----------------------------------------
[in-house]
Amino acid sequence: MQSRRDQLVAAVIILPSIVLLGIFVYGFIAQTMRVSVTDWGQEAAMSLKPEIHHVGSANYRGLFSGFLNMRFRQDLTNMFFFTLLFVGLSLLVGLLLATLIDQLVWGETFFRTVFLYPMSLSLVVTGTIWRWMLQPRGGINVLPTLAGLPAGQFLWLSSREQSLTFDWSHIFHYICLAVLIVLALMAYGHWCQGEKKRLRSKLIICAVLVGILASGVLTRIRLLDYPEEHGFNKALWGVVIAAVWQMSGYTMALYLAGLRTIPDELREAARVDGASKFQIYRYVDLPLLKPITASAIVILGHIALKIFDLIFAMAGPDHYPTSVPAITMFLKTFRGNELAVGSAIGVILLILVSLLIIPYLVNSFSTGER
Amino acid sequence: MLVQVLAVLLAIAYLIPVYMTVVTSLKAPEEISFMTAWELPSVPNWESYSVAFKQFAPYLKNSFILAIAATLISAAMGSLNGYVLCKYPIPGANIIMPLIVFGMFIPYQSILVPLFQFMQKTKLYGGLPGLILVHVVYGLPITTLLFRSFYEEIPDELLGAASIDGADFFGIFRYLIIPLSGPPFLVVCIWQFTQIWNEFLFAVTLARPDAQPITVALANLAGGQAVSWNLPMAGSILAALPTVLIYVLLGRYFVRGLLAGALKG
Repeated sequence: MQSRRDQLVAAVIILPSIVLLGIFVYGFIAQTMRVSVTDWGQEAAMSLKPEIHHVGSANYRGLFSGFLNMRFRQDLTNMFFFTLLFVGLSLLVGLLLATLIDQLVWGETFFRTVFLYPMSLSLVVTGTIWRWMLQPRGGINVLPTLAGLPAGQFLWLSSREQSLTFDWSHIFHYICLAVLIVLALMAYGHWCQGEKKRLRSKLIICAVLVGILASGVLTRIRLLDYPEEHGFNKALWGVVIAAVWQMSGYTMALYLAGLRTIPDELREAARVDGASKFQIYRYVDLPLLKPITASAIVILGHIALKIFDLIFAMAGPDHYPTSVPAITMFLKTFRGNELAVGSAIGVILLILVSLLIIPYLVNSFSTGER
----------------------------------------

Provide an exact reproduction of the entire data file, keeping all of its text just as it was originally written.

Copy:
[in-house]
Amino acid sequence: MQSRRDQLVAAVIILPSIVLLGIFVYGFIAQTMRVSVTDWGQEAAMSLKPEIHHVGSANYRGLFSGFLNMRFRQDLTNMFFFTLLFVGLSLLVGLLLATLIDQLVWGETFFRTVFLYPMSLSLVVTGTIWRWMLQPRGGINVLPTLAGLPAGQFLWLSSREQSLTFDWSHIFHYICLAVLIVLALMAYGHWCQGEKKRLRSKLIICAVLVGILASGVLTRIRLLDYPEEHGFNKALWGVVIAAVWQMSGYTMALYLAGLRTIPDELREAARVDGASKFQIYRYVDLPLLKPITASAIVILGHIALKIFDLIFAMAGPDHYPTSVPAITMFLKTFRGNELAVGSAIGVILLILVSLLIIPYLVNSFSTGER
Amino acid sequence: MLVQVLAVLLAIAYLIPVYMTVVTSLKAPEEISFMTAWELPSVPNWESYSVAFKQFAPYLKNSFILAIAATLISAAMGSLNGYVLCKYPIPGANIIMPLIVFGMFIPYQSILVPLFQFMQKTKLYGGLPGLILVHVVYGLPITTLLFRSFYEEIPDELLGAASIDGADFFGIFRYLIIPLSGPPFLVVCIWQFTQIWNEFLFAVTLARPDAQPITVALANLAGGQAVSWNLPMAGSILAALPTVLIYVLLGRYFVRGLLAGALKG
Repeated sequence: MQSRRDQLVAAVIILPSIVLLGIFVYGFIAQTMRVSVTDWGQEAAMSLKPEIHHVGSANYRGLFSGFLNMRFRQDLTNMFFFTLLFVGLSLLVGLLLATLIDQLVWGETFFRTVFLYPMSLSLVVTGTIWRWMLQPRGGINVLPTLAGLPAGQFLWLSSREQSLTFDWSHIFHYICLAVLIVLALMAYGHWCQGEKKRLRSKLIICAVLVGILASGVLTRIRLLDYPEEHGFNKALWGVVIAAVWQMSGYTMALYLAGLRTIPDELREAARVDGASKFQIYRYVDLPLLKPITASAIVILGHIALKIFDLIFAMAGPDHYPTSVPAITMFLKTFRGNELAVGSAIGVILLILVSLLIIPYLVNSFSTGER